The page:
Compiled-code automated tests

  • Revision slug: Compiled-code_automated_tests
  • Revision title: Compiled-code automated tests
  • Revision id: 136827
  • Created:
  • Creator: Waldo
  • Is current revision? No
  • Comment docs on compiled-code tests

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Compiled-code tests written in C++ are capable of testing anything in Mozilla, making them perhaps the most powerful testing method available. However, this power imposes a high cost on performing many such tests. For web-visible testing, you are nearly always better off with either a Mochitest or a reftest; for unit testing, you should write an xpcshell test if the functionality being tested is available through scriptable methods and interfaces.

If the functionality you wish to test is only available to compiled code, however, a compiled-code test is the right choice.

The structure of a compiled-code test

Using XPCOM requires including a number of headers and writing some tedious initialization code, under normal circumstances. For a test, however, most of this nonsense can be eliminated by including the test-support header {{template.Source("xpcom/tests/TestHarness.h")}}. This header provides a scoped-XPCOM class, the smart pointer classes, do_CreateInstance, and stdio.h/stdlib.h. With that, the basic structure of a compiled-code test is reduced to the following:

// standard Mozilla tri-license

#include "TestHarness.h"

nsresult TestFoo()
{
  // do your stuff and either fail in there or fall through
  printf("TestFoo PASSED!\n");
  return NS_OK;
}

int main(int argc, char** argv)
{
  ScopedXPCOM xpcom(;
  if (xpcom.failed())
    return 1;

  // XPCOM is now started up, and you can access components/services/etc.

  int rv = 0;

  if (NS_FAILED(TestFoo()))
    rv = 1;
  // ...

  return rv;
}

If you're fixing bugs in compiled code, you can probably figure out how to fill out the rest of this skeleton.

There are a couple things to note that aren't demonstrated by this skeleton. First, note that a test failure doesn't cause the test to immediately fail. While it's possible to write tests that fail as early as possible, usually it's possible to run multiple tests and only report failure at the end, which can save the frustrated developer who breaks your test the trouble of fixing each failure individually. Second, a test which fails should do so by printing an error message and returning a failure code. When possible, the error should be printed as early as possible and propagated up the call stack without printing further errors (note how in the example the TestFoo() doesn't have a corresponding printed message, because TestFoo's definition should do so before returning a failure code), but if an error must be printed multiple times, that's fine. Error messages should begin with the string "FAIL " (one trailing space) to enable better future processing of errors in, for example, tinderbox logs. Third, it's fine to print out pass messages such as the one at the end of TestFoo(), but if you're printing more than 10-15 you should consider being more selective in what you print. The intent is to give information about test progress but not to overwhelm the screen or tinderbox logs.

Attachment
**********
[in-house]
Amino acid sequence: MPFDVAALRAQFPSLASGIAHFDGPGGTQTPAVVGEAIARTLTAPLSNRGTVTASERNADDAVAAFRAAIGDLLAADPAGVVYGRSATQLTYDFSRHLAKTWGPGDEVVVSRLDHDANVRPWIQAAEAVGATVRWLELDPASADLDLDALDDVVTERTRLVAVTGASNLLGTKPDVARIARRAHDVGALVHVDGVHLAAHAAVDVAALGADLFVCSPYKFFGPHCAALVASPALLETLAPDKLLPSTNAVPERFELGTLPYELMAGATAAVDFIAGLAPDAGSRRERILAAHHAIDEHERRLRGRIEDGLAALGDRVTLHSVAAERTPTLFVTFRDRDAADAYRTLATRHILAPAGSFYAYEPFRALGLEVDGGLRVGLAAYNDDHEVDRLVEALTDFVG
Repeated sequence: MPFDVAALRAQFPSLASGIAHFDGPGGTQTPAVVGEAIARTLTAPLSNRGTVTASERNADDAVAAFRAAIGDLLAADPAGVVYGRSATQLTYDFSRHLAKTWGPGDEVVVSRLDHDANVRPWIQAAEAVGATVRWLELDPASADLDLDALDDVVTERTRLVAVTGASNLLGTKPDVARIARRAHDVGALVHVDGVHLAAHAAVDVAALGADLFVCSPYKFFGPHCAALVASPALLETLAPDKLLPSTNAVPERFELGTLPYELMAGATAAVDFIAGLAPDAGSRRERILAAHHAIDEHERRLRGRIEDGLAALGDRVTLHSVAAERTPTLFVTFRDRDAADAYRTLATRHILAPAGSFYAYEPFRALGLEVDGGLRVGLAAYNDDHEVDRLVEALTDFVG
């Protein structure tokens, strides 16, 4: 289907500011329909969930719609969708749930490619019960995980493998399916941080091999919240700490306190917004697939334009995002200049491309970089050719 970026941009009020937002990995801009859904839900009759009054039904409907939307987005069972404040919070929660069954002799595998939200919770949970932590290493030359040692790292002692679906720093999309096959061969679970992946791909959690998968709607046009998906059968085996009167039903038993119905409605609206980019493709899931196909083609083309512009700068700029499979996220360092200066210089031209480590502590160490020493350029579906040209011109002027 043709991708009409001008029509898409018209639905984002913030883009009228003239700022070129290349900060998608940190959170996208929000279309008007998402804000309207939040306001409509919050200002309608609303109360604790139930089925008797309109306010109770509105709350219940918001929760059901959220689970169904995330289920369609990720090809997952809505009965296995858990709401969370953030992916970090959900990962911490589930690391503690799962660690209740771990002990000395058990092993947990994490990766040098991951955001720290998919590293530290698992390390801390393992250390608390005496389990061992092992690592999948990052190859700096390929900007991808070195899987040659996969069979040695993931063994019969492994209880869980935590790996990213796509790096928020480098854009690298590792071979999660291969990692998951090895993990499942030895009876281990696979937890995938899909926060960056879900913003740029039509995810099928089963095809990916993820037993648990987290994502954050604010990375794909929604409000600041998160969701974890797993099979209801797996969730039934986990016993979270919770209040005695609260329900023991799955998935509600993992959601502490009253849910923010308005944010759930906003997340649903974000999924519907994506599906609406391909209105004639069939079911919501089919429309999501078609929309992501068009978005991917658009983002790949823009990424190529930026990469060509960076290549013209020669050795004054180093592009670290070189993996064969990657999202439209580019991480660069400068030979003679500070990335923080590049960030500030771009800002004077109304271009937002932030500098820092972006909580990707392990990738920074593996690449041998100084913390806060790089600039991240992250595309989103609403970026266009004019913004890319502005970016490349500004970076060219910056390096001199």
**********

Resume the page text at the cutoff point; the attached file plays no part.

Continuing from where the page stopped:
Making the test compile and link

Once you've written your test, you need to hook it up to the build system. You'll first need to make sure {{template.Source("xpcom/tests/TestHarness.h")}} is found correctly. You can do this by adding the following lines to the Makefile.in in the directory containing your test:

LOCAL_INCLUDES += -I$(topsrcdir)/xpcom/tests
CPPSRCS += TestFoo.cpp

You can hook up any other headers you need through the standard methods like REQUIRES. Note that because your test will be run in non-debug trees and tinderboxen, you should ensure your code builds in both debug and optimized configurations so that you don't rely on non-exported symbols libxul hides from you.

Hooking your test up to run automatically

Now that you have the test, it's time to make sure it works. We may eventually have Makefile magic to run the tests automatically, but for now, just add the following lines to the Makefile.in:

# anywhere in the file...
CPP_UNIT_TESTS += TestFoo

# to the check:: target in the file, making sure to preserve the tab-indents...
check::
	@$(EXIT_ON_ERROR) \
	for f in $(CPP_UNIT_TESTS); do \
	  XPCOM_DEBUG_BREAK=stack-and-abort $(RUN_TEST_PROGRAM) $(DIST)/bin/$$f; \
	done

Again, there are a couple things to note here. First, the EXIT_ON_ERROR causes a non-zero return value to break make check; without it the failure is ignored. Second, the tests are run with XPCOM_DEBUG_BREAK set so that assertions are fatal. You must ensure any tests you commit run correctly, without generating any assertions, so that your tests don't break the build. (Currently the tests aren't run in debug builds where the assertions would be tested, but this will hopefully change sometime soon.)

Functionality provided by TestHarness.h

Currently the only thing beyond useful includes is the ScopedXPCOM class; the functionality it provides is minimal enough (and is fully demonstrated above) that just reading the header is easier than describing it. More functionality for printing error messages may be added at some later time.

Running the tests

Just run them using the standard make -C $OBJDIR/path/to/containing/folder check command.

Revision Source

<p>